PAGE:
Early on the morning of April 26th, 1969, O Sensei took his son's hand, smiled and said, "Take care of things" and died. Two months later, Hatsu, his wife of 67 years, followed him. O Sensei's ashes were buried in the family temple in Tanabe. Every year a memorial service is held on April 29th at the Aiki Shrine in Iwama.
O’Sensei was a man of peace who followed his spiritual and philosophical vision. He taught that the martial arts should be used as a means to live in harmony with oneself, the earth, and its inhabitants. Throughout his life he continued to refine his system to the less violent and gently flowing techniques practiced today.
Morihei Ueshiba was born in Tanabe, Wakayama Prefecture in Japan. Among five children, he was the only son of Yoroku and Yuki Ueshiba. Morihei was raised in a somewhat privileged setting. His father was a wealthy landowner who also traded in lumber and fishing and was politically active. From his father Yoroku, he inherited a samurai's determination and interest in public affairs, and from his mother an intense interest in religion, poetry and art. In his boyhood, Ueshiba was a weak, sickly child and bookish child. His father encouraged him to take up sumo wrestling and swimming and entertained him with stories of his great-grandfather Kichiemon who was considered a very strong samurai in his era. The need for such strength was further emphasized when the young Ueshiba witnessed his father being attacked by followers of a competing politician.
Aikido is an art based on the fundamental concepts of harmony or blending, inner power, and the purpose of developing the practitioner.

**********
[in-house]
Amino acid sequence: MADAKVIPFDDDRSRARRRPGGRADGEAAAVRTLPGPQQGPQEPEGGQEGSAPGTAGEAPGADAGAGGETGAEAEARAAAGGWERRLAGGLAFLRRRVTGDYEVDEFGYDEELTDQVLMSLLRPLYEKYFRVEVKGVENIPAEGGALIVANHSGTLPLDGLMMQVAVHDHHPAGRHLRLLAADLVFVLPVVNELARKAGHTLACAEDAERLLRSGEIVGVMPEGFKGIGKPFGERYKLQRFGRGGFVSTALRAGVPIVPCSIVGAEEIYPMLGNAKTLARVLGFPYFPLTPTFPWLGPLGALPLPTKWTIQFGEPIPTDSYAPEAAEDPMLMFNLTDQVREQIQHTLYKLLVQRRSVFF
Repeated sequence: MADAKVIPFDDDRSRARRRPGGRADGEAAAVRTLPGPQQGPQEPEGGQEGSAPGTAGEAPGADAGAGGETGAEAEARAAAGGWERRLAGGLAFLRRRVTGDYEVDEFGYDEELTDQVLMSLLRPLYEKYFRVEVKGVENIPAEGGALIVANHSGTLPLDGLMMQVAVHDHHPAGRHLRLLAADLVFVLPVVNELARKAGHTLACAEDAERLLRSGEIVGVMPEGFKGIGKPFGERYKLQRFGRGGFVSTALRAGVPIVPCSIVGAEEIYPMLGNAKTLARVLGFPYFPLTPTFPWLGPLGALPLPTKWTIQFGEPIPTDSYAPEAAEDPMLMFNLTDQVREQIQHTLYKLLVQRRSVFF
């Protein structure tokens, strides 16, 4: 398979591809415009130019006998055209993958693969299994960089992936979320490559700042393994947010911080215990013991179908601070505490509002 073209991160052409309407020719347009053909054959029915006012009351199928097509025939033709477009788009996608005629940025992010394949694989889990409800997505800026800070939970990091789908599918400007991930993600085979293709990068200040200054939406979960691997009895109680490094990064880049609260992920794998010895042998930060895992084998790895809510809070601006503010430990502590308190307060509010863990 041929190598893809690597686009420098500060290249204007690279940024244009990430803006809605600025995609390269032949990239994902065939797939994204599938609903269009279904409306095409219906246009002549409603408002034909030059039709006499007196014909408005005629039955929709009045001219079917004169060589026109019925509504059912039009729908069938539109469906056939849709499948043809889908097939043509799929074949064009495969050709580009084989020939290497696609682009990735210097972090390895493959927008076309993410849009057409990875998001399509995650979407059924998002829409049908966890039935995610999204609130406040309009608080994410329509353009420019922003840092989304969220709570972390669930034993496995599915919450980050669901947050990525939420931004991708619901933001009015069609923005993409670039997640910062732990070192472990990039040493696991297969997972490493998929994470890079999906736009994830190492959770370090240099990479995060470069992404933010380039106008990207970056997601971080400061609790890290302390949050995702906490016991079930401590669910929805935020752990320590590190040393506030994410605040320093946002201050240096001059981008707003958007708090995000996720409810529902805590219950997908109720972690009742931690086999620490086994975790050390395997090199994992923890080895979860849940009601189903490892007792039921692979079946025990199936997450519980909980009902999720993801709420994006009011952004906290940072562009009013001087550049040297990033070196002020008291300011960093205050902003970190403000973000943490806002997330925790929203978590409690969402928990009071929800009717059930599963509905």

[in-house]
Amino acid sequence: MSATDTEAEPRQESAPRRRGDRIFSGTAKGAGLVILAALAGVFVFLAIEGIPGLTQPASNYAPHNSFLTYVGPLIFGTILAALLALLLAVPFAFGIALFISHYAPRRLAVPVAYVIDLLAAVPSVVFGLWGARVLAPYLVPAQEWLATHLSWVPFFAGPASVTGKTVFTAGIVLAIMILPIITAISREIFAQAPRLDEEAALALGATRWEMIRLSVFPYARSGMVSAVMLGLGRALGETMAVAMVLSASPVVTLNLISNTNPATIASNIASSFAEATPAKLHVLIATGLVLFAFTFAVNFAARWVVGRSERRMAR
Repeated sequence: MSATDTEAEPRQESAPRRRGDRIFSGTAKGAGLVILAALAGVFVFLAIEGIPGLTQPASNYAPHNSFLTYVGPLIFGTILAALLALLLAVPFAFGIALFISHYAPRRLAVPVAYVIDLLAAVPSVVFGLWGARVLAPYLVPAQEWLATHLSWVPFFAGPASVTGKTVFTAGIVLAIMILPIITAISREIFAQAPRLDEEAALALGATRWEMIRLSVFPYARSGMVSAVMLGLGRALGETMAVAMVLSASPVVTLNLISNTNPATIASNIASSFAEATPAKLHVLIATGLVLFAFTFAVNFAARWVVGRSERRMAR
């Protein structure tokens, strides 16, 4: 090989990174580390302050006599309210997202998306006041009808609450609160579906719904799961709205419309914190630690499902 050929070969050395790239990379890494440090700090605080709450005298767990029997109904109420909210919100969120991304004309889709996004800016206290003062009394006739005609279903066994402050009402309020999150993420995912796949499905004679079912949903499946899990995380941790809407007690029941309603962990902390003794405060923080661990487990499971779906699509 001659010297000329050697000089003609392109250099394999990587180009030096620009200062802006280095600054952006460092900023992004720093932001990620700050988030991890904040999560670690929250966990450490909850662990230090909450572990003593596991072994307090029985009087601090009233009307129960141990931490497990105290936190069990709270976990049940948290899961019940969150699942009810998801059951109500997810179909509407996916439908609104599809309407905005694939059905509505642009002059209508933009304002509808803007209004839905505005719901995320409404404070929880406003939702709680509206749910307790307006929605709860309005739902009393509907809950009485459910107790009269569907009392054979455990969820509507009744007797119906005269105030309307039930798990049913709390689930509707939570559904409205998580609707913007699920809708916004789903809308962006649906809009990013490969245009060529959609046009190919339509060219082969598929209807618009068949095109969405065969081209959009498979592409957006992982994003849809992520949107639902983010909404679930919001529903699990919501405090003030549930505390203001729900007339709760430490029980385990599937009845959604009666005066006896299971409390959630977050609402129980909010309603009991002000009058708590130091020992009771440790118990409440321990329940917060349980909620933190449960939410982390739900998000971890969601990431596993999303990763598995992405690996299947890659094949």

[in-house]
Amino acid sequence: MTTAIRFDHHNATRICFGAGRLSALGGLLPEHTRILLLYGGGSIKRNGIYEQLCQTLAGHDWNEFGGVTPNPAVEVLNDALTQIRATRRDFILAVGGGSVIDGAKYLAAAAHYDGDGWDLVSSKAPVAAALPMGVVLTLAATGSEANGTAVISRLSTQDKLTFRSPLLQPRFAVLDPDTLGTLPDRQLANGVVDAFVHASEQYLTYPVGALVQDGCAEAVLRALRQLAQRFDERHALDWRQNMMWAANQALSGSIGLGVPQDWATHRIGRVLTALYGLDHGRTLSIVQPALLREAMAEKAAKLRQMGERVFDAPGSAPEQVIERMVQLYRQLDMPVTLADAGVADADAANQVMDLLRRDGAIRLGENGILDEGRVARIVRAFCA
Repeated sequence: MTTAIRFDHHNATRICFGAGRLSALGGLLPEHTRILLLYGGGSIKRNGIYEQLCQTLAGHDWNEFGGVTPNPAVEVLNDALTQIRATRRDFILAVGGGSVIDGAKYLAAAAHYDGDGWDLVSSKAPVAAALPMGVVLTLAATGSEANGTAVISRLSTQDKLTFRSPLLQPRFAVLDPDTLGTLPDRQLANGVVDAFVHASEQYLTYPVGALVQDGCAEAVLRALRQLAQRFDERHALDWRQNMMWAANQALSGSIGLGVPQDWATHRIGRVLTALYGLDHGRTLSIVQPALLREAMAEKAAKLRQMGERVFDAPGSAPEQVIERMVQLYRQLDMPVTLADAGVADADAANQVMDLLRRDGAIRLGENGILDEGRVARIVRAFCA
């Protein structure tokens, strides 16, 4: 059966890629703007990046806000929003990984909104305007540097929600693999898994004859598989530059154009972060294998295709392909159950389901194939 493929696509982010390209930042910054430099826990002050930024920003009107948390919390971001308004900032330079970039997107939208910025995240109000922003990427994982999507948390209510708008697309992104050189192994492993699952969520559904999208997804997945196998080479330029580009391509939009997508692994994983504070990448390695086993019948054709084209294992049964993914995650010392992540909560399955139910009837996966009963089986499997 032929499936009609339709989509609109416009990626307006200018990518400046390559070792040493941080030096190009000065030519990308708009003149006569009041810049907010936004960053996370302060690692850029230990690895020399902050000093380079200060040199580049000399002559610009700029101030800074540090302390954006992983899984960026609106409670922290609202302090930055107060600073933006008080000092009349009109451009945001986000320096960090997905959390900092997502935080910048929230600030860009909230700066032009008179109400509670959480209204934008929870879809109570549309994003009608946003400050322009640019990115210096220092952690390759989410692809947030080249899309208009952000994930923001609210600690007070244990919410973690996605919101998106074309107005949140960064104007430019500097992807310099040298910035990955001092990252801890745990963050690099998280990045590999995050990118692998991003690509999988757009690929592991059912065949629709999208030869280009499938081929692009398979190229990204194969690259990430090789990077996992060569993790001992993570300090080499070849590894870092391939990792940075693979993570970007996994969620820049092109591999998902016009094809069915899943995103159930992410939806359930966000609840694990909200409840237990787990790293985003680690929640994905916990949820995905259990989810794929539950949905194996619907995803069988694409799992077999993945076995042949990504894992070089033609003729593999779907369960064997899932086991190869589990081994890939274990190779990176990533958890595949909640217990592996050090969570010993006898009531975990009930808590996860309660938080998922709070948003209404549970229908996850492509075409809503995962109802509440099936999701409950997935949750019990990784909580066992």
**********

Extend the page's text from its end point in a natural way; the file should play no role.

In fact, the name of the Aikido is made of these components :it came from a Japanese Budo (or Martial Way) and developed around the middle of the 20th century by O-sensei Morihei Ueshiba based on his many years and training in the classical Martial Arts and defined by his ethical and philosophical beliefs.
Ai KanjiAi can be translated as harmony or blending.
Ki KanjiKi can be translated as inner power, spirit or life energy.
Do KanjiDo means a way or a path .
There are many possible translations of the meaning of the name. Probably the most common translation is "The Way of Harmony with Spirit". In an early book, it was translated as "The Way of Chivalrous Spiritual Harmony".
Aikido was developed by Morihei Ueshiba, he is also known by Aikidoka as o-sensei with the "o" prefix meaning "honorable", therefore signifying in this case, Honorable Teacher. the major parts of Aikido are derived from Daitō-ryū Aiki-jūjutsu a form of Jujutsu with many joint techniques, and kenjutsu ), or Japanese sword technique (some believe the tactics in Aikido are especially influenced by Yagyū Shinkage-ryū). Aikido is also considered to contain a significant spiritual component.
Aikido was first brought to the West in 1951 by Minoru Mochizuki with a visit to France. It was introduced to the United States in 1953 by Kenji Tomiki and, a little later in the same year by Koichi Tohei. The United Kingdom followed in 1955, Germany and Australia in 1965. Today there are many Aikido dojos available to train at throughout the world.